June 2014

You are currently browsing the monthly archive for June 2014.

On a whim, I stopped by the Museo Neruda, better known as La Chascona, the odd treehouse-like Santiago home of Chile’s most famous poet, Pablo Neruda. I had been wandering around the neighborhood of Bellavista looking for a little shop Liz had told me about, Emporio Nacional, hoping to buy some merken or perhaps a bottle of Chilean olive oil (which is quite remarkable) only to find that the store was closed. Rather than immediately take a taxi back to my hotel, I decided to wander around the neighborhood and quite by accident came upon La Chascona.

Photos by David Lansing

Photos by David Lansing

Only a handful of people are allowed through the house cum museum at a time and usually you need to make a reservation at least a day in advance, so I was half expecting to be turned away when I showed up and asked if there was any way I could join the next English tour. It just so happens one was just starting up and I was permitted to join a South African couple.

Our guide was a young college-aged woman named Alejandro. In the courtyard behind the main part of the house, she told us that Neruda moved to La Chascona in 1955 with the woman who was to become his third wife, Matilde Urrutia, while still married to his second wife, the painter Delia del Carril. La Chascona was Neruda’s nickname for Matilde and referred to “her rebellious red hair.”

Then Alejandro took us inside one of the buildings, constructed like a lighthouse, to look at a painting by the Mexican artist Diego Rivera (Frida Kahlo’s husband) called “Medusa Matilde.” According to Alejandro, Neruda quite liked the painting; Matilde, not so much. Which is understandable considering that in Greek mythology Medusa is a beautiful maiden with the ability to turn men into stone.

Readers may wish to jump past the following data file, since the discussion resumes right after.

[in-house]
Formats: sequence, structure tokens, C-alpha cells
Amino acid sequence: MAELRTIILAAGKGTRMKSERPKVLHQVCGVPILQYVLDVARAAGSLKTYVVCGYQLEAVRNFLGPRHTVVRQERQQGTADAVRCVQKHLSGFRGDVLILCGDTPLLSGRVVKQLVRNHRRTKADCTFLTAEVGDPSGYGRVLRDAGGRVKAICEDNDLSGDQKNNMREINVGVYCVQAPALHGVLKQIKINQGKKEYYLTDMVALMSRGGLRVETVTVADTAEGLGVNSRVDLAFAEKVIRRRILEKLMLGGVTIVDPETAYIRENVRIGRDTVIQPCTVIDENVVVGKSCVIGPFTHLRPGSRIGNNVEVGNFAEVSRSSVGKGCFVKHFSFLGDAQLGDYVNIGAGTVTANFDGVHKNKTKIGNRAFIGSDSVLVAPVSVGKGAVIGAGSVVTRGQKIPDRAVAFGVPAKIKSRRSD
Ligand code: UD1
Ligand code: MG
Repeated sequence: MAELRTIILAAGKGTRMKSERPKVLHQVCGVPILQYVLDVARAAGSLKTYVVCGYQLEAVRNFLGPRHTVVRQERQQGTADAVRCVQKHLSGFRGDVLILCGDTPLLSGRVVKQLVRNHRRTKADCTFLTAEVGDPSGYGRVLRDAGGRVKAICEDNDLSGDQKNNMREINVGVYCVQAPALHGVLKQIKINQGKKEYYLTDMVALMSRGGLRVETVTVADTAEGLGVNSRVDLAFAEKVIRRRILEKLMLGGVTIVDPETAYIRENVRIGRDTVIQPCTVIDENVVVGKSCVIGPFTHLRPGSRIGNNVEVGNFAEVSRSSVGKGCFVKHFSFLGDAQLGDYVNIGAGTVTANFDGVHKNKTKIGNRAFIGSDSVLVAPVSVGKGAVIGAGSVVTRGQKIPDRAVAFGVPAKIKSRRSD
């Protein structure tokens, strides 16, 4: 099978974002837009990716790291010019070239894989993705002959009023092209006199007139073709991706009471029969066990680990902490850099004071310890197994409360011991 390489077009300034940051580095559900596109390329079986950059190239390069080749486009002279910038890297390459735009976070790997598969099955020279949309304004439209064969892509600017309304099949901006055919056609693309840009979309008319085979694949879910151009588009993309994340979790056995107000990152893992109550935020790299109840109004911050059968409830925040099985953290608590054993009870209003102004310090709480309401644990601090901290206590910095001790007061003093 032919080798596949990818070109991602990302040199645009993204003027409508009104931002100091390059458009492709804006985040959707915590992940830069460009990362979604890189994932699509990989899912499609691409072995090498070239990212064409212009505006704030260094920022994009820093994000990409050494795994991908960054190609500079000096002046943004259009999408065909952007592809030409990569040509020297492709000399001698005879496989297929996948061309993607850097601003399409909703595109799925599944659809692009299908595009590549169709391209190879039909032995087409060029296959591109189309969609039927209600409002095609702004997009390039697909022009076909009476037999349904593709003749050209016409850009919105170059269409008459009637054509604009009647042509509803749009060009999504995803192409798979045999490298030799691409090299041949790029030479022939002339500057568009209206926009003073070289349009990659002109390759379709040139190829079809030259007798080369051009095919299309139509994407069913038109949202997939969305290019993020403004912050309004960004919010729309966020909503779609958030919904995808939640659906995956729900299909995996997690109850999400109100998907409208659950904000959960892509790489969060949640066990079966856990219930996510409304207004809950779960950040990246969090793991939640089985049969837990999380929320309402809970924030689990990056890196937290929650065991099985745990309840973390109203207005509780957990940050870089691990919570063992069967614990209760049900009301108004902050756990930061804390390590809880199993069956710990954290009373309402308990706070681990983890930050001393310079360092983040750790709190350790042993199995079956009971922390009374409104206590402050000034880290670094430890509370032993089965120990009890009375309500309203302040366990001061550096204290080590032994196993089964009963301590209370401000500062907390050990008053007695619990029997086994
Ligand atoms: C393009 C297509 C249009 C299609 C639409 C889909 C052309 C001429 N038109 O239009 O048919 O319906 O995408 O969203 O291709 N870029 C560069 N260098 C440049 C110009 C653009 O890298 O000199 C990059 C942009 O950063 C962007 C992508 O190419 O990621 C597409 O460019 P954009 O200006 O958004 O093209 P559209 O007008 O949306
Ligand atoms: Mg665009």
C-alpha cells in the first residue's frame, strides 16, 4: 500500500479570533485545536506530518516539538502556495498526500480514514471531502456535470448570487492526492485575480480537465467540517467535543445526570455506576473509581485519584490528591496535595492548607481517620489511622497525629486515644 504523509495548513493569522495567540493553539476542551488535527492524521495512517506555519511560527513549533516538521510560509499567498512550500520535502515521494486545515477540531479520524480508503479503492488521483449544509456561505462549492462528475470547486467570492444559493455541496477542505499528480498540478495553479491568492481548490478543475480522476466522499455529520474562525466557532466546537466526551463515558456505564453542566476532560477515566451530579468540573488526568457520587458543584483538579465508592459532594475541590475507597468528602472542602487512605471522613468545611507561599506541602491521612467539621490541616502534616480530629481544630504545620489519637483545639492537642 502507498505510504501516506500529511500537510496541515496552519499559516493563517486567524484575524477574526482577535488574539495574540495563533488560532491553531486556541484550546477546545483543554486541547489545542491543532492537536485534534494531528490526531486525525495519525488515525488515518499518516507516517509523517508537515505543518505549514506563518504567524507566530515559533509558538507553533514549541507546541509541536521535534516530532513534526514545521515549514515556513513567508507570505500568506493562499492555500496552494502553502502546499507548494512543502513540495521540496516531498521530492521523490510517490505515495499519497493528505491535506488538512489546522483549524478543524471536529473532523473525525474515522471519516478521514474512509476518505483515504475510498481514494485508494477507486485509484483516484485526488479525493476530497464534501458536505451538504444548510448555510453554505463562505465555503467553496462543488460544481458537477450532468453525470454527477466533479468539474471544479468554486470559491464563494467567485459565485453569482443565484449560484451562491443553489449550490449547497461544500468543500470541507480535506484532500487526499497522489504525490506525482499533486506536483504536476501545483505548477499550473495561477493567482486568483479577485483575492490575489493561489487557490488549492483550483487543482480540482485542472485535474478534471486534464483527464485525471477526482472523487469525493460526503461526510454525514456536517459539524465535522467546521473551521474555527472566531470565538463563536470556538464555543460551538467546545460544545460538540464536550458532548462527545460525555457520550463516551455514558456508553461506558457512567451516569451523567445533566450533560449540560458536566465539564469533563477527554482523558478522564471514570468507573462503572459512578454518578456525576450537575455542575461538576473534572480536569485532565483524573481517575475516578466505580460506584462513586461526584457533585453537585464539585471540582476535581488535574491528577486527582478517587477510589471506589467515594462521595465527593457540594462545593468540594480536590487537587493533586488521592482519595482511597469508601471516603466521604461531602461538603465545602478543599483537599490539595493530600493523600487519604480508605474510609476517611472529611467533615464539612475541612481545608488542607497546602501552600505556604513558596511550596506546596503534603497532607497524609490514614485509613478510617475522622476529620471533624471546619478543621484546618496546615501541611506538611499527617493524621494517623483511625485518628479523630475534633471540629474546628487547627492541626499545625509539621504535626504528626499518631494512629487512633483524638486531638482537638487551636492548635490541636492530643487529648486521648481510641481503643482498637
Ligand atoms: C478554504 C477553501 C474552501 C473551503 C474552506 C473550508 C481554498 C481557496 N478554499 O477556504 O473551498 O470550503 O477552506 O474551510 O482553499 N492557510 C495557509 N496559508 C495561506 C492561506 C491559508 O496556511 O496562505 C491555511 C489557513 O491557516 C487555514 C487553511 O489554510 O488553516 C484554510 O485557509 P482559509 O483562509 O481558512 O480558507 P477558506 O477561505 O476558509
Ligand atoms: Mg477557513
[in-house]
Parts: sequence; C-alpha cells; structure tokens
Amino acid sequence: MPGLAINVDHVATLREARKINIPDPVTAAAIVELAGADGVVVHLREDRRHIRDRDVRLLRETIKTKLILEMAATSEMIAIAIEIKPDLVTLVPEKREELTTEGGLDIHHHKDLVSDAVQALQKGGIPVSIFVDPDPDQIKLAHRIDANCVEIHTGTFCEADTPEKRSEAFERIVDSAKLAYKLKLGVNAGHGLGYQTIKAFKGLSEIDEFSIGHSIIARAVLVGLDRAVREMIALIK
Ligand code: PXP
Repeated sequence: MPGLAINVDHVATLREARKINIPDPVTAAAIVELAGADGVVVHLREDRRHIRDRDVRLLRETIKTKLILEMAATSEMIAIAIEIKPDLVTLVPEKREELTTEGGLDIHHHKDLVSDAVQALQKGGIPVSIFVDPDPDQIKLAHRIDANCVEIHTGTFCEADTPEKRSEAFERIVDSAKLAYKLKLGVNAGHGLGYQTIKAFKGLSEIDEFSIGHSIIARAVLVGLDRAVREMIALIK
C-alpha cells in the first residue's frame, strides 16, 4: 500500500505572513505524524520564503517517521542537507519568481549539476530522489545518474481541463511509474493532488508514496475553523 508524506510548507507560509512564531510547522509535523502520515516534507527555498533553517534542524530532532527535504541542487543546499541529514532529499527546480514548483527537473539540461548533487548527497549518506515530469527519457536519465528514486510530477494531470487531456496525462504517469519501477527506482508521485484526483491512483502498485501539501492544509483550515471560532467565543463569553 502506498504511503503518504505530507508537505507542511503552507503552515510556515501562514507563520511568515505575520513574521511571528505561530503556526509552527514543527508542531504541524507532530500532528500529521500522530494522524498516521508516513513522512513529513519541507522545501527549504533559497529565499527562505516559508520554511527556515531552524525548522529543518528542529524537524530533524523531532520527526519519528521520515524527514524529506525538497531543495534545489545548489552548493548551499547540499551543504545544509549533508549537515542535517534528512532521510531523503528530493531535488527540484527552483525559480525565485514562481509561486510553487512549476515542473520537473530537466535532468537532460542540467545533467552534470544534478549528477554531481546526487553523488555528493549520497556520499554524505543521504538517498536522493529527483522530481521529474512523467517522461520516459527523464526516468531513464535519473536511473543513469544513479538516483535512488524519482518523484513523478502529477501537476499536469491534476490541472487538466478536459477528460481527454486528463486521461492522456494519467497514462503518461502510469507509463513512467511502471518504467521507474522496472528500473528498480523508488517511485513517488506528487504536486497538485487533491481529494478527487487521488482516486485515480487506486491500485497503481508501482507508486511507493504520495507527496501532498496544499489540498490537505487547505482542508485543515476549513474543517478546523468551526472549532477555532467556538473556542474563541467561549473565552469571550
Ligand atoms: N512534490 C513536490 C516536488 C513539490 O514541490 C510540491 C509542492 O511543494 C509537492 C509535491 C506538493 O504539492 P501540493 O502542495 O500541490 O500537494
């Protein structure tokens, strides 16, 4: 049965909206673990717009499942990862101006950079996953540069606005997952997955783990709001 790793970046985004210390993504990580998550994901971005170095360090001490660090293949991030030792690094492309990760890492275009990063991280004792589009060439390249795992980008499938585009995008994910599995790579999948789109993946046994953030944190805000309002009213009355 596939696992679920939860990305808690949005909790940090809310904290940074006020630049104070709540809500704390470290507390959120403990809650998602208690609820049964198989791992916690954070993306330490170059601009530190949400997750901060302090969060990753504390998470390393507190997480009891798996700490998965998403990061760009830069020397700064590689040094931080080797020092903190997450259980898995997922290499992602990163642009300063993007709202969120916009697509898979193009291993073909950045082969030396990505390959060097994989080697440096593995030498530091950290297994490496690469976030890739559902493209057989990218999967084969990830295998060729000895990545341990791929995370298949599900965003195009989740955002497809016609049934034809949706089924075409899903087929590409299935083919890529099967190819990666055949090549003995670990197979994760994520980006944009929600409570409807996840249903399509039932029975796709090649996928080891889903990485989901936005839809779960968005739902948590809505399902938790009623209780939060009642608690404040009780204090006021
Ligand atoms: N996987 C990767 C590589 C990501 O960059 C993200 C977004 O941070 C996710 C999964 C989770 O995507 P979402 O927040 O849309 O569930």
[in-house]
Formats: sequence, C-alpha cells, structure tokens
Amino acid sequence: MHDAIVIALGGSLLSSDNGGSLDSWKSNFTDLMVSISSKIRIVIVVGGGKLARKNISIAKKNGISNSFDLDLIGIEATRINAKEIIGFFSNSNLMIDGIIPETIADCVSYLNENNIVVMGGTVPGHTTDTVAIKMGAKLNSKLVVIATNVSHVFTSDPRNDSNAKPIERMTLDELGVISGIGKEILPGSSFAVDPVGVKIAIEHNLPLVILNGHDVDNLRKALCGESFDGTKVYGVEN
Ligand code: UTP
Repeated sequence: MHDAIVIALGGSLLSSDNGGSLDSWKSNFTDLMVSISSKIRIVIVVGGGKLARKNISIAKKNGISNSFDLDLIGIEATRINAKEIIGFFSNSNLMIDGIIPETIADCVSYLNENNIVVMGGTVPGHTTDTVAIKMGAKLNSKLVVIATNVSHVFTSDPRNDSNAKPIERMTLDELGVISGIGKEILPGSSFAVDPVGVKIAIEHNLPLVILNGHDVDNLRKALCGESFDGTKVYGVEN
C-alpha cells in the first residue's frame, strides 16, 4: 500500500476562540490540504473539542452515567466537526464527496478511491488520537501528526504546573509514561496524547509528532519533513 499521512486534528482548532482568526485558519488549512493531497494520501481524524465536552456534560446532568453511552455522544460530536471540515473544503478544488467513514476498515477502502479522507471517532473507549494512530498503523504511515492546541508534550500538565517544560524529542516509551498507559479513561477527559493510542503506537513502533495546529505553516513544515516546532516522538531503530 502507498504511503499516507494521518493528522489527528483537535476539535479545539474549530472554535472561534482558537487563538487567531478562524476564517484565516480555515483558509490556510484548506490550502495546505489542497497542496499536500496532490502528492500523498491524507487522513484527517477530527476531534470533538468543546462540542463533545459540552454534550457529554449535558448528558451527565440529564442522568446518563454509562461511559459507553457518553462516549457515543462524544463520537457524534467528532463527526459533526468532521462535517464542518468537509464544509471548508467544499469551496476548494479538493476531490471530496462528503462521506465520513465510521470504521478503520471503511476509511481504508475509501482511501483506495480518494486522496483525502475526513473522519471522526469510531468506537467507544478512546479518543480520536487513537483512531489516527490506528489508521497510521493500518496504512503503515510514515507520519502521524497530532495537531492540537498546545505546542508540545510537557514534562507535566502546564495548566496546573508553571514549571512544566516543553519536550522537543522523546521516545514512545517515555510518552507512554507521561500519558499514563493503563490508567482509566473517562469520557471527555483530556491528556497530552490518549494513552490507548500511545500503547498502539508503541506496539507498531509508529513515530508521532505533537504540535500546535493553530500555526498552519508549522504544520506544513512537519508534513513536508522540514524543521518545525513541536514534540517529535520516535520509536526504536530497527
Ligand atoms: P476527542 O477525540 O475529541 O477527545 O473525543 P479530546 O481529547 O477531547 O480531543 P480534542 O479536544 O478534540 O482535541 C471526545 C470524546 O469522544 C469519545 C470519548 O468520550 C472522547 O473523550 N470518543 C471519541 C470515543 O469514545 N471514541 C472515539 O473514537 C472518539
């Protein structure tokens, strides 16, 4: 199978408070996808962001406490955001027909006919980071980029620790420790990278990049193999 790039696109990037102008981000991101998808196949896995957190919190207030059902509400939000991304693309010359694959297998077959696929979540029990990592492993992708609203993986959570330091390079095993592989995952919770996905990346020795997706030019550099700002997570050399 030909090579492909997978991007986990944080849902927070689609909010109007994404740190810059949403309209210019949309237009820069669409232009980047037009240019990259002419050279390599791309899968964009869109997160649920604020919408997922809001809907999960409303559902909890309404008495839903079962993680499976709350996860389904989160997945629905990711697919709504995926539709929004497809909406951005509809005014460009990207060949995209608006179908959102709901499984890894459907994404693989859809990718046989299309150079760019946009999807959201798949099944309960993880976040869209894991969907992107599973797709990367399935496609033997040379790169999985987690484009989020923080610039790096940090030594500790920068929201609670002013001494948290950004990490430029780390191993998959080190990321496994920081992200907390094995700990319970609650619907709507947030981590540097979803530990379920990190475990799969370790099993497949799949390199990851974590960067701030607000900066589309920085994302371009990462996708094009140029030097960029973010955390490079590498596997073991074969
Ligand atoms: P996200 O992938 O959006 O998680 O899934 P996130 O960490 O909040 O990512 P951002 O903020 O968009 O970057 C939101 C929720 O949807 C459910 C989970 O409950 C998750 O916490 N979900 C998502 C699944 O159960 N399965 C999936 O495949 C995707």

A decade or so before Rivera painted Matilde as Medusa, Sigmund Freud wrote an article suggesting that Medusa was the “supreme talisman who provides the image of castration.”

Was Revera aware of this Freudian interpretation? Impossible to know. But, according to Alejandro, not everyone was thrilled when Neruda abandoned his painter wife (who was a decade older than him) and took up with the much younger Matilde, a singer. One of the more interesting things about the painting is that Rivera hid the profile of Neruda in the unruly hair on the right side of her head. I don’t know how well you can see it in this photo (which I had to take on the sly since it is forbidden to photograph inside the house), but if you move in a straight line from the eye on the right, you’ll see his lips and from there it’s not hard to make out his chin, protruding nose, and a single eye.

Whether Revera was a fan of Matilde or not, she was definitely an important muse to Neruda. Probably his best-known book of love poems—One Hundred Love Sonnets—was written for her (though he withheld publication for a number of years to spare the feelings of his previous wife).

It sounds like Mark Sanford, the governor of South Carolina who recently admitted to having an affair with a woman from Argentina, also has a poetic streak. From one of his e-mails released last week: “I could say that you have the ability to give magnificently gentle kisses, or that I love the curves of your hips, the erotic beauty of you holding yourself in the faded glow of night’s light.”

He’s no Neruda but he’s definitely a romantic.

Tags: ,

There are some things I just don’t get. Like meringue. Is there anything more insipid than lemon meringue pie? I don’t think so. Which explains why I wasn’t exactly giddy when Liz suggested we stop in at this little pasteleria across from Parque Forestal in Barrio Lastarria known for their merenguitos which are basically whipped egg whites and sugar baked into a puffy cookie.